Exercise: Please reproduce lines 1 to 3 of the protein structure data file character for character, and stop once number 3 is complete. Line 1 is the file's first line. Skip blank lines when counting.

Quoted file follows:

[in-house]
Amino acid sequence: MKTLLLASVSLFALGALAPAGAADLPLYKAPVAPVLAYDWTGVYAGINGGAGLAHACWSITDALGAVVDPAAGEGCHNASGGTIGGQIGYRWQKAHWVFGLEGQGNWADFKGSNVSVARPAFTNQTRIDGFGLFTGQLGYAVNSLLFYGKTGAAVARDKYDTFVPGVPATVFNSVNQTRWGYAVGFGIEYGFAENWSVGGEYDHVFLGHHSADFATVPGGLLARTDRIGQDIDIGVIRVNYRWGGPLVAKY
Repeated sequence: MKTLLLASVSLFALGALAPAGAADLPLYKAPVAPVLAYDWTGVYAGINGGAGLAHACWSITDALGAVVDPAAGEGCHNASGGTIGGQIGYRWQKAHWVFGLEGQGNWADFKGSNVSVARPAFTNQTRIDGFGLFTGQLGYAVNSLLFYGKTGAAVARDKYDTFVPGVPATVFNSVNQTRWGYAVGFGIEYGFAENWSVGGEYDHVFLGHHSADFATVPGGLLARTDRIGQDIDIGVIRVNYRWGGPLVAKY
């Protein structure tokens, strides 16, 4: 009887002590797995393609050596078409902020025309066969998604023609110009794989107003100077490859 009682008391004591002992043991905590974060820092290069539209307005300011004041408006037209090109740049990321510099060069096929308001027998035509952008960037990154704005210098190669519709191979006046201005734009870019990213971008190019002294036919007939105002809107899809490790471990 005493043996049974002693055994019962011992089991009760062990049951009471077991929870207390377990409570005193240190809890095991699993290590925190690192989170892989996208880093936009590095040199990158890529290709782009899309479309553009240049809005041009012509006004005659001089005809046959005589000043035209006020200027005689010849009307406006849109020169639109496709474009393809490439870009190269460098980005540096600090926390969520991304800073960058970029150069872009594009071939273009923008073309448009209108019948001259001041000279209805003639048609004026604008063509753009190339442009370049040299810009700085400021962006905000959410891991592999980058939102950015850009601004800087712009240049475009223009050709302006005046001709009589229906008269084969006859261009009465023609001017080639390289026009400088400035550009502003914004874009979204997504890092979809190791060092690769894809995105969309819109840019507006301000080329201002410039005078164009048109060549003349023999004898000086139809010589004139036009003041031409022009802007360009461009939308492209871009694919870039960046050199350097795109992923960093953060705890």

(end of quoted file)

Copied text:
[in-house]
Amino acid sequence: MKTLLLASVSLFALGALAPAGAADLPLYKAPVAPVLAYDWTGVYAGINGGAGLAHACWSITDALGAVVDPAAGEGCHNASGGTIGGQIGYRWQKAHWVFGLEGQGNWADFKGSNVSVARPAFTNQTRIDGFGLFTGQLGYAVNSLLFYGKTGAAVARDKYDTFVPGVPATVFNSVNQTRWGYAVGFGIEYGFAENWSVGGEYDHVFLGHHSADFATVPGGLLARTDRIGQDIDIGVIRVNYRWGGPLVAKY
Repeated sequence: MKTLLLASVSLFALGALAPAGAADLPLYKAPVAPVLAYDWTGVYAGINGGAGLAHACWSITDALGAVVDPAAGEGCHNASGGTIGGQIGYRWQKAHWVFGLEGQGNWADFKGSNVSVARPAFTNQTRIDGFGLFTGQLGYAVNSLLFYGKTGAAVARDKYDTFVPGVPATVFNSVNQTRWGYAVGFGIEYGFAENWSVGGEYDHVFLGHHSADFATVPGGLLARTDRIGQDIDIGVIRVNYRWGGPLVAKY